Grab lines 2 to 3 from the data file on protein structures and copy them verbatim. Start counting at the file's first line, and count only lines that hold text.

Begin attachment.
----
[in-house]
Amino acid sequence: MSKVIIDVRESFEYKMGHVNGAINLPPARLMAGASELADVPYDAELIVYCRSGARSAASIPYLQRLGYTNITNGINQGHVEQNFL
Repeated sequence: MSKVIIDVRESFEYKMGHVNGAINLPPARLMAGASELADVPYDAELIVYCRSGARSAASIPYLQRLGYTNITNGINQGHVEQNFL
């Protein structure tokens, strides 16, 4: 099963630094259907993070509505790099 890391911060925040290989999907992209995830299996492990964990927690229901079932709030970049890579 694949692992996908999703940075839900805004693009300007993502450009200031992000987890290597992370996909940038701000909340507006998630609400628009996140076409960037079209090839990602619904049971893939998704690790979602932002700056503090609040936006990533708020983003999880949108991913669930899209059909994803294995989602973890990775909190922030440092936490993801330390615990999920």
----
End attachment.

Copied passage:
Amino acid sequence: MSKVIIDVRESFEYKMGHVNGAINLPPARLMAGASELADVPYDAELIVYCRSGARSAASIPYLQRLGYTNITNGINQGHVEQNFL
Repeated sequence: MSKVIIDVRESFEYKMGHVNGAINLPPARLMAGASELADVPYDAELIVYCRSGARSAASIPYLQRLGYTNITNGINQGHVEQNFL